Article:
Employees State Insurance Hospital
Peenya, Bangalore
Karnataka, India

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This is part of our series, Flattened By the Curve, which features the voices of doctors, nurses, healthcare workers, and others on the front lines against COVID-19. For information on how to submit, click here.

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Spring had just set in, and mango blooms and singing nightingales had taken over the city. I had recently returned from an enriching medical conference in Hyderabad, had partied with my friends on Woman’s Day and was gearing up for the annual exams of my daughter due to start in a week. Life was indeed what could be defined as normal.

Of course, COVID was in the air, in Wuhan that is. I was bracing for its arrival in our country. I had attended CMEs (continued medical education program) on Corona with great interest, read journal articles ( there were only four published articles as of then), understood its pathophysiology, manifestations, and checked on the mortality rate. I had begun rubbing sanitizers more often and had ordered N95 masks at our workplace. I had even started using the elbow to open the door instead of hands. Things seemed reasonably manageable, still fitting into what could be called a near normal, until that day in mid-March when it finally hit me that COVID had indeed arrived right in our backyard.

The next day was the Hindu new year, Ugadi, a major festival in our part of the world. Schools had been abruptly closed a week ago and exams canceled with children being promoted to next class by default. I had packed off my daughter to my parents’ house and was hoping to visit them for the big festival when on the previous night, lightning struck. Prime Minister Modi went live on national television and announced a 2-week lockdown. There were 500 positive cases detected in the country by then. As though not to arrive in singles, other shocking news began to pour in. A neighbor returning from foreign travel, living just one floor below us, tested positive for the virus. Panic spread like wildfire. Lifts and common areas were scrubbed and disinfected, and residents were screened for travel history and symptoms. Just the next day, my husband, an intensivist, got exposed to two suspected COVID cases at his hospital. A day later, our hospital, a government institution, was taken up as a nodal center for isolation, and I was put on the roster for COVID duties. It was sudden, as though a tiny pebble tossed into the lake had set off unending ripples disrupting the calm surface. I never realized then that the normalcy that was getting disrupted was never going to be restored.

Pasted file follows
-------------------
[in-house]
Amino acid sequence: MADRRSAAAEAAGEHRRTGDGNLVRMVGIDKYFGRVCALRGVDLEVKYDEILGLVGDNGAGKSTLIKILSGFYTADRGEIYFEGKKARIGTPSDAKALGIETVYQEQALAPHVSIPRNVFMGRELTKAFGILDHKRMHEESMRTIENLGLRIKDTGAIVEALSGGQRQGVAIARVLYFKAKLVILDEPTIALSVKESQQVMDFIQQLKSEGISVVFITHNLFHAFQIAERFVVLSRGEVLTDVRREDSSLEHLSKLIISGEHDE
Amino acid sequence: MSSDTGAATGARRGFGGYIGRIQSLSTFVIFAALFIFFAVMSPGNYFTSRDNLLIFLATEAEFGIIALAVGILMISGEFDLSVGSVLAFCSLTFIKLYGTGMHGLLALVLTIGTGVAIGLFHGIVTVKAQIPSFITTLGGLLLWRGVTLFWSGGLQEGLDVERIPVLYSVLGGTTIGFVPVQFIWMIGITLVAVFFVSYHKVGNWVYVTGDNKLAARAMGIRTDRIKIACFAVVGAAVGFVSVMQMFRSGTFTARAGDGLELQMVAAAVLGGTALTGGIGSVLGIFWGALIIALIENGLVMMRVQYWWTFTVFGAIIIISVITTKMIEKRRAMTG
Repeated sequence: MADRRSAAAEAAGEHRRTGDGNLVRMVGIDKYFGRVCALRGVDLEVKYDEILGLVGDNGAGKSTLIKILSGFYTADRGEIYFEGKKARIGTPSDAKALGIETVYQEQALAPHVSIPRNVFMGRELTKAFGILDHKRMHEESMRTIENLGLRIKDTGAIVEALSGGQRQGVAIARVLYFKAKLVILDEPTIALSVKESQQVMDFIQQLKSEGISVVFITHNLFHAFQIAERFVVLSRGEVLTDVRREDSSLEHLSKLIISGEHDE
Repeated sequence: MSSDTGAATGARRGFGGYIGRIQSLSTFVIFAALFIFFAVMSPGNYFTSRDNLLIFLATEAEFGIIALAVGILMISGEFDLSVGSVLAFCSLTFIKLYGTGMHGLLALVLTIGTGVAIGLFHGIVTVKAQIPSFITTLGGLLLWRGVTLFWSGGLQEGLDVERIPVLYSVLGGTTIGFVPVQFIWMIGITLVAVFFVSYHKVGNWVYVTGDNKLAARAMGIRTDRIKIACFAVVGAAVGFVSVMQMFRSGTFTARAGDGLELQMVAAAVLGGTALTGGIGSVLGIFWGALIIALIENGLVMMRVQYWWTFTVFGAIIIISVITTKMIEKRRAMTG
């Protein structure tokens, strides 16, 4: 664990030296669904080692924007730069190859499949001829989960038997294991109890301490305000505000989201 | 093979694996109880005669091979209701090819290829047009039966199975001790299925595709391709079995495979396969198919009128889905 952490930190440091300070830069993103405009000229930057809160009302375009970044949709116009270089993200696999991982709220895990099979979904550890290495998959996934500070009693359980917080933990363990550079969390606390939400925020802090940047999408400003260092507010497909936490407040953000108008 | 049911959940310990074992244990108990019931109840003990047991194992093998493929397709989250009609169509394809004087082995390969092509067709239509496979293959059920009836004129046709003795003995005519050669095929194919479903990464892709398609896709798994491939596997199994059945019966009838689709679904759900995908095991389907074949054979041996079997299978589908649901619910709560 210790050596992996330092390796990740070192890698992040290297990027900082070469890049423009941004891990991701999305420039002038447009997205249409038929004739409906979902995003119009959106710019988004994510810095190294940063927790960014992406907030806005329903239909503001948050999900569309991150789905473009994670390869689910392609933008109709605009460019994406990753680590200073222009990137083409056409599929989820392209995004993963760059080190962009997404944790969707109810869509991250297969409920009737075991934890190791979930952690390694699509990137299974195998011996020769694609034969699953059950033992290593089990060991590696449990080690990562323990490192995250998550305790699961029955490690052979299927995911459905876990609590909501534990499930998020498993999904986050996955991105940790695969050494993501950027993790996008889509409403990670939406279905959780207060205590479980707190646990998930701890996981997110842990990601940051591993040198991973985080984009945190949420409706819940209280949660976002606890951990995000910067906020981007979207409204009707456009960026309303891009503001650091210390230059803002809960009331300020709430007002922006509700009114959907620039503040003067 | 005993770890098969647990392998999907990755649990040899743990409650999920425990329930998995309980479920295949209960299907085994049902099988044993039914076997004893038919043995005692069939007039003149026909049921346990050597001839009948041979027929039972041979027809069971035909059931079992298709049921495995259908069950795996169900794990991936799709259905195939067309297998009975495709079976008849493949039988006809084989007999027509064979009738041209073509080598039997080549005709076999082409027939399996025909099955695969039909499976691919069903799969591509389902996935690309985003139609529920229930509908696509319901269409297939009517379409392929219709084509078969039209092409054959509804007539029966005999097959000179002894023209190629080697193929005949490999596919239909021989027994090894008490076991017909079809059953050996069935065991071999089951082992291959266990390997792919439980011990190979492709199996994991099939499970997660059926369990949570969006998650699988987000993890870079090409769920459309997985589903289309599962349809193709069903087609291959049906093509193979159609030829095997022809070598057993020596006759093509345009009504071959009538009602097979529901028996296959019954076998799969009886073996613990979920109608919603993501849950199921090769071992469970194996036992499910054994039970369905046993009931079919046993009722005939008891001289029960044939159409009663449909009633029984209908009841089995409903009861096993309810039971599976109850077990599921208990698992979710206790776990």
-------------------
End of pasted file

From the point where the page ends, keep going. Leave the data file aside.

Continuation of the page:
Life saw a sudden change of plans. Visiting family of aged parents and a child was deferred indefinitely. Ugadi was ushered in without flowers, mango leaves or the neem branches needed for the ritualistic decoration of God. The traditional sweet dish that I tried cooking flopped unceremoniously, and blessings from elders had to be received online through video call. The worst part was hugging my child virtually, amidst cries of ‘miss you’ from her. Hearts had suddenly turned heavier, eyes mistier, and the world, a whole lot newer.

Normal outpatient clinics were closed at our workplace. Admissions came down to a bare minimum, and we saw ourselves sitting in open space with a strange new attire waiting for flu patients to drop in. I stopped wearing my customary saree to work and switched to old dresses instead. My long lustrous hair had to be tied into a small bun and stuffed in a surgical cap, my face hidden behind a suffocating mask. I removed all jewelry and accessories and wore a face shield and gloves in its place. Avoiding infection became a greater concern than treating illnesses.

Life has rushed through like a rollercoaster in these few months. Our days begin with checking on the case score in our city, state, country, and world in that order, and they end with counting the death rate in the same places in the reverse order. Interspersed between the two are innumerable hand washes, sweating under our PPE, sulking at having to check patients from a distance and grabbing information on the virus, vaccine, and guidelines from all sources possible. It is surreal. News of deaths of people from our fraternity is regular. Friends on the frontline getting infected is usual. Running out of masks, the increasing number of cases, ever-changing testing guidelines, and uncertainties over newer drugs have become unforeseen everyday concerns. While not having guests over, giving up on praying in temples, washing vegetables with detergents, and sitting two feet away from friends at the hospital canteen have become a new way of life.

Amid the anguish, I manage to cook new dishes, upload pictures of myself in PPE, dance for lockdown videos, and watch Netflix to maintain sanity. And as I do all this, I wait for a new normal, a day when COVID ceases to kill people and we live fearlessly embracing our loved ones and doing what we love the most, treating our patients.

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Dr. Mridula A.M is a pediatrician working in Bangalore. She has been doing her bit during the COVID pandemic by working in the front line at her institution. She is also an avid travel blogger and a writer. She lives in Bangalore with her husband and ten-year-old daughter.